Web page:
Aaron Fox

Biography

Name: 
Aaron A. Fox
Position: 
Associate Professor of Music (Ethnomusicology)
Administrative Roles: 
Head of Ethnomusicology Area Committee, (2013-14); Director of Graduate Studies for Music (2013-14 ); Webmaster
Contact Information
Office Address: 
804 Dodge Halll (Mail Code 1822)
Office Hours: 
By appointment preferred. Please EMAIL, and do not call, except for urgent situations. (Fall 2013)
Email Address: 
aaf19@columbia.edu
Telephone Number(s): 
212-854-7185

Aaron Fox came to Columbia in 1997. He  taught from 1994-1997 at the University of Washington, Seattle in the Departments of Anthropology and Music. He holds the PhD in Social Anthropology from the University of Texas at Austin (1995), and the AB in Music from Harvard College.

Aaron chaired the Department from 2008 to 2011.

Aaron's work has broadly focused on language/music relationships, working-class and popular culture, music and social identity, issues of place and subjectivity, ethnographic methodology, and  semiotics and poetics.

In recent years Aaron has focused on issues of cultural and intellectual property and the repatriation of Native American cultural resources, as part of a broader interest in cultural survival and sustainability and music-centered community activism.  He is currently working with  Dr. Chie Sakakibara (Lecturer in American Indian Studies, University of Oklahoma) on a "community partnered repatriation" of traditional music recordings made by Laura Boulton in 1946, with the Inupiat community of Alaska's North Slope.  This project is supported by the National Science Foundation's Arctic Social Sciences Program. He is involved in other repatriation projects in development with the Navajo and Hopi tribes and with an Appalachian music collection.

In addition to his focus on American vernacular musics (especially country, blues, r&b, and Tejano genres), he also teaches on South Asian and Arabic art musics, Aboriginal and indigenous musics, and song as a universal, cross-cultural phenomenon.  His former students teach at Connecticut College, Ewha University (Korea), The University of California, Santa Barbara, The College of Richmond, Tulane University, The University of Oklahoma, American University of Cairo, The University of Hawai'i, and the Ohio University, and have held postdoctoral fellowships at Yale, Kenyon, Oxford (UK), New York University, Cambridge University, and Columbia University. Their research has been supported by fellowships and grants from NSF, ACLS, SSRC, Fulbright, IREX, Tinker Foundation, Wenner-Gren Foundation, Ford Foundation, FLAS, and other major granting agencies.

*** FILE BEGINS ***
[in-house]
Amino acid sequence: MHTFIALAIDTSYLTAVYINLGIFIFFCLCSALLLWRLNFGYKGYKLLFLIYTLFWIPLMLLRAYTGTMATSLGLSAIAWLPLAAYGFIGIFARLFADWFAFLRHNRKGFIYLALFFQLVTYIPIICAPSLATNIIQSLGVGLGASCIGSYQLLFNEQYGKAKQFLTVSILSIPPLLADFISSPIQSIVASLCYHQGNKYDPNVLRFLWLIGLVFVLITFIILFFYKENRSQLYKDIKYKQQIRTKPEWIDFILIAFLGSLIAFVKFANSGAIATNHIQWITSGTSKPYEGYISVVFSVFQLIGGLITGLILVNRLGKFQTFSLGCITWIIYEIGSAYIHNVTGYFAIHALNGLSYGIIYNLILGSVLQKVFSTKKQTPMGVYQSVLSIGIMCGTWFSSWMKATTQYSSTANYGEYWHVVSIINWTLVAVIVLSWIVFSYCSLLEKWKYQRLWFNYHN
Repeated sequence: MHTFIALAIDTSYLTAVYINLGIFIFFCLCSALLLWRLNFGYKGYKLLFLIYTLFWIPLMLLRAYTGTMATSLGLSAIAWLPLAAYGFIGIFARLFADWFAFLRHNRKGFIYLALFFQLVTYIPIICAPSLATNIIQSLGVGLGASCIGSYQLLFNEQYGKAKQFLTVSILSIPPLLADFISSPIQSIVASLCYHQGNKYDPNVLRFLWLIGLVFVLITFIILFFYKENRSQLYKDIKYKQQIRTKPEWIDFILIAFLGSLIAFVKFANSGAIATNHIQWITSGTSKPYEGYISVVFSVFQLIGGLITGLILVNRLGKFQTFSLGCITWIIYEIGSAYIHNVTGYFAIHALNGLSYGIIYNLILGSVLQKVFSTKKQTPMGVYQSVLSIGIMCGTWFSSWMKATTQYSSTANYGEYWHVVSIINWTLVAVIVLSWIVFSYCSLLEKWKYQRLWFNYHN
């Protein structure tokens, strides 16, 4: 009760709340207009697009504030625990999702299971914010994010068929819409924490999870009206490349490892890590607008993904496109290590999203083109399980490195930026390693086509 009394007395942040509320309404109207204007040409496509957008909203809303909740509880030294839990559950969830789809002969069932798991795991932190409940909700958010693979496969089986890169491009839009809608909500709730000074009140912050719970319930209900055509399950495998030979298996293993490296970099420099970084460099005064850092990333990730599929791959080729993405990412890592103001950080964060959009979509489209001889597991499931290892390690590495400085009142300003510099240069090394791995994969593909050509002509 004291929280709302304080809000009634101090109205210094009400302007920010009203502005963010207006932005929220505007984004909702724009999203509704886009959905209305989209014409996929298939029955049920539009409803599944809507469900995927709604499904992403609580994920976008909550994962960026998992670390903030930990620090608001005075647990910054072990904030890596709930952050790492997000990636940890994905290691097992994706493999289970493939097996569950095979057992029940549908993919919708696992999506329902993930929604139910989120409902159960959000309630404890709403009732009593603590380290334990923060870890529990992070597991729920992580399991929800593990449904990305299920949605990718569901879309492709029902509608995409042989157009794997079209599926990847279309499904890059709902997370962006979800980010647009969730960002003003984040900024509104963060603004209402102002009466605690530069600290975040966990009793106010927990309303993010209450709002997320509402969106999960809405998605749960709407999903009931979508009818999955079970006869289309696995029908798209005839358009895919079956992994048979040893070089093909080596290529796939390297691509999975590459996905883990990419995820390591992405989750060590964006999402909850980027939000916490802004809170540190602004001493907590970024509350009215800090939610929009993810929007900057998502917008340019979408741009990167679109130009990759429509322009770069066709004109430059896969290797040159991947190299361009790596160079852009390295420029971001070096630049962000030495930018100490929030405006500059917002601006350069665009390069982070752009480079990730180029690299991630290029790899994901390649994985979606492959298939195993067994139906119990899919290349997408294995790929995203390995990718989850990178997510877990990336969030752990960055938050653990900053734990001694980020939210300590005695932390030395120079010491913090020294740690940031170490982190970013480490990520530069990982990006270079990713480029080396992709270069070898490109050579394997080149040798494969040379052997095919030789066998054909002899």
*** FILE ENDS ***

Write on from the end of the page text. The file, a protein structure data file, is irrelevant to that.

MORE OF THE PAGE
At Columbia, Aaron teaches courses entitled "The Social Science of Music," "Music and Language," "Music and Property," "Country Music," "Social Theory and the Arts," "Field Methods," and occasionally, "Asian Music Humanities (South and West Asia)." He also teaches the graduate proseminars in ethnomusicology, and the graduate and undergraduate field methods courses.

Aaron has served as a past Councilor for the Society for Ethnomusicology, and as a Board member for the American Ethnological Society. He was Chair of the Department of Music from 2008-2011. From 2003-2008, he was Director of the Center for Ethnomusicology.

Aaron's book, Real Country: Music and Language in Working-Class Culture, was published by Duke University Press in 2004.

Here are some resources to learn about Aaron's work:

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Buy Real Country: Music and Language in Working-Class Culture from Amazon.com


"Real Country is one of the most rewarding and insightful books yet written about country music." -- Jon Weisberger, Country Standard Time

" . . . a creative, sophisticated, and beautifully written contribution to contemporary scholarship." -- Geoff Mann, Labour/Le Travail

". . . a theoretically sophisticated and beautifully written ethnography, giving readers a lyrical depiction of working class Texan barroom life, while developing a theory of the speaking and singing voice as central to working class culture." -- Wendi Haugh, Anthropological Quarterly

"Fox's work brings an important and much-needed sense of a truly materialist ideology to the study of language. It is, as well, perhaps the finest ethnographic work on music and class to have been published in the past 20 years." -- David Samuels, Language in Society

"Fox has written an extraordinary, evocative, and respectful study that offers scholars in anthropology, linguistics, musicology, and sociology access to a culture that is all too often dismissed, sentimentalized, or ignored . . ." -- Joli Jensen, Journal of Anthropological Research


History

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